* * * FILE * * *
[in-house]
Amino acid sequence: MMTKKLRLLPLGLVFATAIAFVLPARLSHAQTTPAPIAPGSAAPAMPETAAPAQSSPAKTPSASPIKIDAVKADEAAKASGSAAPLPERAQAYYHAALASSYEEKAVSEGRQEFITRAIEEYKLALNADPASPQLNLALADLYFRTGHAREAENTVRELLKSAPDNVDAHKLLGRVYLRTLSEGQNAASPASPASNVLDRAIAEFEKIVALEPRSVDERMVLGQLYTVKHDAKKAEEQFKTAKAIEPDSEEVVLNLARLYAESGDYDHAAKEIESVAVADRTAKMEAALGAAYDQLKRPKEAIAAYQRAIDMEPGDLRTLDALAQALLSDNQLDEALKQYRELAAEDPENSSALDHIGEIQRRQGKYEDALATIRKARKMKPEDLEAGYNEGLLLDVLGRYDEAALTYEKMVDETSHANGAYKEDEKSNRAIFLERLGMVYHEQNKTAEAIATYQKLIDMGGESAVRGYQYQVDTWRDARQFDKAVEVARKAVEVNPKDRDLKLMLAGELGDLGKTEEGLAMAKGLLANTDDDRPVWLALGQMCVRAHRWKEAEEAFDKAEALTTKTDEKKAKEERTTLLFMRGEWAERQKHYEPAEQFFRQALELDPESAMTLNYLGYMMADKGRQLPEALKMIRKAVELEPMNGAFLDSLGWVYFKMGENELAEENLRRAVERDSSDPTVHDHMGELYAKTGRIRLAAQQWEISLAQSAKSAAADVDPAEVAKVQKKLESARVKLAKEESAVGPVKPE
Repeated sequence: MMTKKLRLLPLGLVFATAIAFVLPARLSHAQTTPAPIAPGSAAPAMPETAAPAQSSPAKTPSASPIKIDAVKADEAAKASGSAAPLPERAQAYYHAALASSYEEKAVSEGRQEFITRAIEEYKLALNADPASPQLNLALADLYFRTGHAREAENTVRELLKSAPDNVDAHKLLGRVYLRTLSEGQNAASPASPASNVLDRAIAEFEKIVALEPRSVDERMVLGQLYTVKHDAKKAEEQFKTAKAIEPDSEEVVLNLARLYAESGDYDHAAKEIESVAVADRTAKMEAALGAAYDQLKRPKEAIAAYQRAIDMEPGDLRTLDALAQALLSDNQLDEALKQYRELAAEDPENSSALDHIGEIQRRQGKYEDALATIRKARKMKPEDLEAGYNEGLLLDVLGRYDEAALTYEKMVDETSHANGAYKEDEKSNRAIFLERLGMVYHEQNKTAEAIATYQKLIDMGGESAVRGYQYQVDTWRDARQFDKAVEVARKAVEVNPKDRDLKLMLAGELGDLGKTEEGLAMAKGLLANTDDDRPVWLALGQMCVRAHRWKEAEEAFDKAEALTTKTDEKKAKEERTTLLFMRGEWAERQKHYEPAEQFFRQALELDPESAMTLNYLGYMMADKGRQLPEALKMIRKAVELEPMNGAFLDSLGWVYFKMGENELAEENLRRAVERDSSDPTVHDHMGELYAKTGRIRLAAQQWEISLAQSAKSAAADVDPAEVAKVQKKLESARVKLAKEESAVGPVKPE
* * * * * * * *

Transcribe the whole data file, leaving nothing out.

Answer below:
[in-house]
Amino acid sequence: MMTKKLRLLPLGLVFATAIAFVLPARLSHAQTTPAPIAPGSAAPAMPETAAPAQSSPAKTPSASPIKIDAVKADEAAKASGSAAPLPERAQAYYHAALASSYEEKAVSEGRQEFITRAIEEYKLALNADPASPQLNLALADLYFRTGHAREAENTVRELLKSAPDNVDAHKLLGRVYLRTLSEGQNAASPASPASNVLDRAIAEFEKIVALEPRSVDERMVLGQLYTVKHDAKKAEEQFKTAKAIEPDSEEVVLNLARLYAESGDYDHAAKEIESVAVADRTAKMEAALGAAYDQLKRPKEAIAAYQRAIDMEPGDLRTLDALAQALLSDNQLDEALKQYRELAAEDPENSSALDHIGEIQRRQGKYEDALATIRKARKMKPEDLEAGYNEGLLLDVLGRYDEAALTYEKMVDETSHANGAYKEDEKSNRAIFLERLGMVYHEQNKTAEAIATYQKLIDMGGESAVRGYQYQVDTWRDARQFDKAVEVARKAVEVNPKDRDLKLMLAGELGDLGKTEEGLAMAKGLLANTDDDRPVWLALGQMCVRAHRWKEAEEAFDKAEALTTKTDEKKAKEERTTLLFMRGEWAERQKHYEPAEQFFRQALELDPESAMTLNYLGYMMADKGRQLPEALKMIRKAVELEPMNGAFLDSLGWVYFKMGENELAEENLRRAVERDSSDPTVHDHMGELYAKTGRIRLAAQQWEISLAQSAKSAAADVDPAEVAKVQKKLESARVKLAKEESAVGPVKPE
Repeated sequence: MMTKKLRLLPLGLVFATAIAFVLPARLSHAQTTPAPIAPGSAAPAMPETAAPAQSSPAKTPSASPIKIDAVKADEAAKASGSAAPLPERAQAYYHAALASSYEEKAVSEGRQEFITRAIEEYKLALNADPASPQLNLALADLYFRTGHAREAENTVRELLKSAPDNVDAHKLLGRVYLRTLSEGQNAASPASPASNVLDRAIAEFEKIVALEPRSVDERMVLGQLYTVKHDAKKAEEQFKTAKAIEPDSEEVVLNLARLYAESGDYDHAAKEIESVAVADRTAKMEAALGAAYDQLKRPKEAIAAYQRAIDMEPGDLRTLDALAQALLSDNQLDEALKQYRELAAEDPENSSALDHIGEIQRRQGKYEDALATIRKARKMKPEDLEAGYNEGLLLDVLGRYDEAALTYEKMVDETSHANGAYKEDEKSNRAIFLERLGMVYHEQNKTAEAIATYQKLIDMGGESAVRGYQYQVDTWRDARQFDKAVEVARKAVEVNPKDRDLKLMLAGELGDLGKTEEGLAMAKGLLANTDDDRPVWLALGQMCVRAHRWKEAEEAFDKAEALTTKTDEKKAKEERTTLLFMRGEWAERQKHYEPAEQFFRQALELDPESAMTLNYLGYMMADKGRQLPEALKMIRKAVELEPMNGAFLDSLGWVYFKMGENELAEENLRRAVERDSSDPTVHDHMGELYAKTGRIRLAAQQWEISLAQSAKSAAADVDPAEVAKVQKKLESARVKLAKEESAVGPVKPE